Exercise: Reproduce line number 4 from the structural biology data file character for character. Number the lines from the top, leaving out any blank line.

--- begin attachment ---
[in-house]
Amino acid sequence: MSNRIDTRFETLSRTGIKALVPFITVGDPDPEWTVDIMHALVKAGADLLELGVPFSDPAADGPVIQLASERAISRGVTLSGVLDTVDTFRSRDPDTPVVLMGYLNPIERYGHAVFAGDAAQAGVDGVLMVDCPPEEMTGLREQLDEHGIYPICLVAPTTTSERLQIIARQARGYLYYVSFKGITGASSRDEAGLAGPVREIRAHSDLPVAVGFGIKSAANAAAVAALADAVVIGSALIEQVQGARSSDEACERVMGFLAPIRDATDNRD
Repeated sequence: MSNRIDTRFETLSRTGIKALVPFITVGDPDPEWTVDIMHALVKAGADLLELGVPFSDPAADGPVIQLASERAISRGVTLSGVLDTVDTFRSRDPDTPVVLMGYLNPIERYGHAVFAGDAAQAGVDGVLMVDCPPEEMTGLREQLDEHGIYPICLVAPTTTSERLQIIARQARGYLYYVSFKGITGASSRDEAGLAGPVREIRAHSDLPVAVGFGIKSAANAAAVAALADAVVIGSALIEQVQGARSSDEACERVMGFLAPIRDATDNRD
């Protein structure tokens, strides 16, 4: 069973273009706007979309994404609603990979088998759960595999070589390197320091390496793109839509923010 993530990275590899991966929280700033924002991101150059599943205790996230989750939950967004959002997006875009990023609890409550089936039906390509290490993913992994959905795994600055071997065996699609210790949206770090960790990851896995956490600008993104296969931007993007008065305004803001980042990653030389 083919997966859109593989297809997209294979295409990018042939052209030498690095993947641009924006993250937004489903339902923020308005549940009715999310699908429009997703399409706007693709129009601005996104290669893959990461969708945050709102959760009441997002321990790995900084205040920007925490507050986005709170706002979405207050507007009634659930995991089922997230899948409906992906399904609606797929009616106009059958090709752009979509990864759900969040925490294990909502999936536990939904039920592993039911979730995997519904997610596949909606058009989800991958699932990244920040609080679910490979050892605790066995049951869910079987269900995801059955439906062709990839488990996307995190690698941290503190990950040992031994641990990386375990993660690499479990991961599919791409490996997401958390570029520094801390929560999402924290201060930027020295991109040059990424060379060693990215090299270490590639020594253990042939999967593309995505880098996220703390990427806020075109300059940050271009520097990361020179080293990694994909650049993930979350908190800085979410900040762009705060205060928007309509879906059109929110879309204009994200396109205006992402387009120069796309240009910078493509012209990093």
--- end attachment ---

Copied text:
């Protein structure tokens, strides 16, 4: 069973273009706007979309994404609603990979088998759960595999070589390197320091390496793109839509923010 993530990275590899991966929280700033924002991101150059599943205790996230989750939950967004959002997006875009990023609890409550089936039906390509290490993913992994959905795994600055071997065996699609210790949206770090960790990851896995956490600008993104296969931007993007008065305004803001980042990653030389 083919997966859109593989297809997209294979295409990018042939052209030498690095993947641009924006993250937004489903339902923020308005549940009715999310699908429009997703399409706007693709129009601005996104290669893959990461969708945050709102959760009441997002321990790995900084205040920007925490507050986005709170706002979405207050507007009634659930995991089922997230899948409906992906399904609606797929009616106009059958090709752009979509990864759900969040925490294990909502999936536990939904039920592993039911979730995997519904997610596949909606058009989800991958699932990244920040609080679910490979050892605790066995049951869910079987269900995801059955439906062709990839488990996307995190690698941290503190990950040992031994641990990386375990993660690499479990991961599919791409490996997401958390570029520094801390929560999402924290201060930027020295991109040059990424060379060693990215090299270490590639020594253990042939999967593309995505880098996220703390990427806020075109300059940050271009520097990361020179080293990694994909650049993930979350908190800085979410900040762009705060205060928007309509879906059109929110879309204009994200396109205006992402387009120069796309240009910078493509012209990093």